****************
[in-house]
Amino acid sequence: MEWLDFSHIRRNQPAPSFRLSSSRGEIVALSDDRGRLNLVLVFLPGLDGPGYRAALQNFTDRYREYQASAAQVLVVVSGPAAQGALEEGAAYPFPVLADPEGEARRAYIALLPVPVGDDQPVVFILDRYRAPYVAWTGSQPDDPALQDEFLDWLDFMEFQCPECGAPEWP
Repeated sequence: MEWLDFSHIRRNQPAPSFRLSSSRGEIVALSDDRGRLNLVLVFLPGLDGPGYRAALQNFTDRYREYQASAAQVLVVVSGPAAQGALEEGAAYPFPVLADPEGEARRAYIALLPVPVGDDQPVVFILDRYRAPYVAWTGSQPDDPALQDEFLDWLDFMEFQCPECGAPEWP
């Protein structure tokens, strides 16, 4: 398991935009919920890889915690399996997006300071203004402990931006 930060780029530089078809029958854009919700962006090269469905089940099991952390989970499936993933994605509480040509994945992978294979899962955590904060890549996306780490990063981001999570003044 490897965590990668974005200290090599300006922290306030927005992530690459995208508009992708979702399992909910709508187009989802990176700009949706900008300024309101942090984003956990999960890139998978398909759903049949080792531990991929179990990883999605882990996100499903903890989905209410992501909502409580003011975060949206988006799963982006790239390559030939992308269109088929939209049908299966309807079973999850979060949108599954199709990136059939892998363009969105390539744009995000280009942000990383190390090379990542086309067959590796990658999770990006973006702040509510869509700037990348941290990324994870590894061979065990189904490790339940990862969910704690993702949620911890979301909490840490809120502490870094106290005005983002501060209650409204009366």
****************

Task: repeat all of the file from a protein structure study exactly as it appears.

[in-house]
Amino acid sequence: MEWLDFSHIRRNQPAPSFRLSSSRGEIVALSDDRGRLNLVLVFLPGLDGPGYRAALQNFTDRYREYQASAAQVLVVVSGPAAQGALEEGAAYPFPVLADPEGEARRAYIALLPVPVGDDQPVVFILDRYRAPYVAWTGSQPDDPALQDEFLDWLDFMEFQCPECGAPEWP
Repeated sequence: MEWLDFSHIRRNQPAPSFRLSSSRGEIVALSDDRGRLNLVLVFLPGLDGPGYRAALQNFTDRYREYQASAAQVLVVVSGPAAQGALEEGAAYPFPVLADPEGEARRAYIALLPVPVGDDQPVVFILDRYRAPYVAWTGSQPDDPALQDEFLDWLDFMEFQCPECGAPEWP
């Protein structure tokens, strides 16, 4: 398991935009919920890889915690399996997006300071203004402990931006 930060780029530089078809029958854009919700962006090269469905089940099991952390989970499936993933994605509480040509994945992978294979899962955590904060890549996306780490990063981001999570003044 490897965590990668974005200290090599300006922290306030927005992530690459995208508009992708979702399992909910709508187009989802990176700009949706900008300024309101942090984003956990999960890139998978398909759903049949080792531990991929179990990883999605882990996100499903903890989905209410992501909502409580003011975060949206988006799963982006790239390559030939992308269109088929939209049908299966309807079973999850979060949108599954199709990136059939892998363009969105390539744009995000280009942000990383190390090379990542086309067959590796990658999770990006973006702040509510869509700037990348941290990324994870590894061979065990189904490790339940990862969910704690993702949620911890979301909490840490809120502490870094106290005005983002501060209650409204009366």